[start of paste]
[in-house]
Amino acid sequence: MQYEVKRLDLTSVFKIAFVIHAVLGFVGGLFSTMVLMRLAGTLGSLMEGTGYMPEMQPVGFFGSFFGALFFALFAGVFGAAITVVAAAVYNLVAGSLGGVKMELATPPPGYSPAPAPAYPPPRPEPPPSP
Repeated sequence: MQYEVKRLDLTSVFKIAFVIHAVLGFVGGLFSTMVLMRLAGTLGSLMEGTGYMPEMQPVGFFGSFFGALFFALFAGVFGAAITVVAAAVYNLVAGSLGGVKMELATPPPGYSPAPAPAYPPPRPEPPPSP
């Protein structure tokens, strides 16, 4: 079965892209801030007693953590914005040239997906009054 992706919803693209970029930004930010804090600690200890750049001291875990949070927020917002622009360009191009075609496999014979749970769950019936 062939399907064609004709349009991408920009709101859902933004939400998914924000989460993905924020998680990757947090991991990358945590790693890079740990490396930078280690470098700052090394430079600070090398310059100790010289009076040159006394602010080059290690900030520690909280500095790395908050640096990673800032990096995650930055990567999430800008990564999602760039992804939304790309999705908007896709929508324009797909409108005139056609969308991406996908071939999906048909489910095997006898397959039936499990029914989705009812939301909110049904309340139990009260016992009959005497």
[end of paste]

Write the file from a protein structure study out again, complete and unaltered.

[in-house]
Amino acid sequence: MQYEVKRLDLTSVFKIAFVIHAVLGFVGGLFSTMVLMRLAGTLGSLMEGTGYMPEMQPVGFFGSFFGALFFALFAGVFGAAITVVAAAVYNLVAGSLGGVKMELATPPPGYSPAPAPAYPPPRPEPPPSP
Repeated sequence: MQYEVKRLDLTSVFKIAFVIHAVLGFVGGLFSTMVLMRLAGTLGSLMEGTGYMPEMQPVGFFGSFFGALFFALFAGVFGAAITVVAAAVYNLVAGSLGGVKMELATPPPGYSPAPAPAYPPPRPEPPPSP
């Protein structure tokens, strides 16, 4: 079965892209801030007693953590914005040239997906009054 992706919803693209970029930004930010804090600690200890750049001291875990949070927020917002622009360009191009075609496999014979749970769950019936 062939399907064609004709349009991408920009709101859902933004939400998914924000989460993905924020998680990757947090991991990358945590790693890079740990490396930078280690470098700052090394430079600070090398310059100790010289009076040159006394602010080059290690900030520690909280500095790395908050640096990673800032990096995650930055990567999430800008990564999602760039992804939304790309999705908007896709929508324009797909409108005139056609969308991406996908071939999906048909489910095997006898397959039936499990029914989705009812939301909110049904309340139990009260016992009959005497």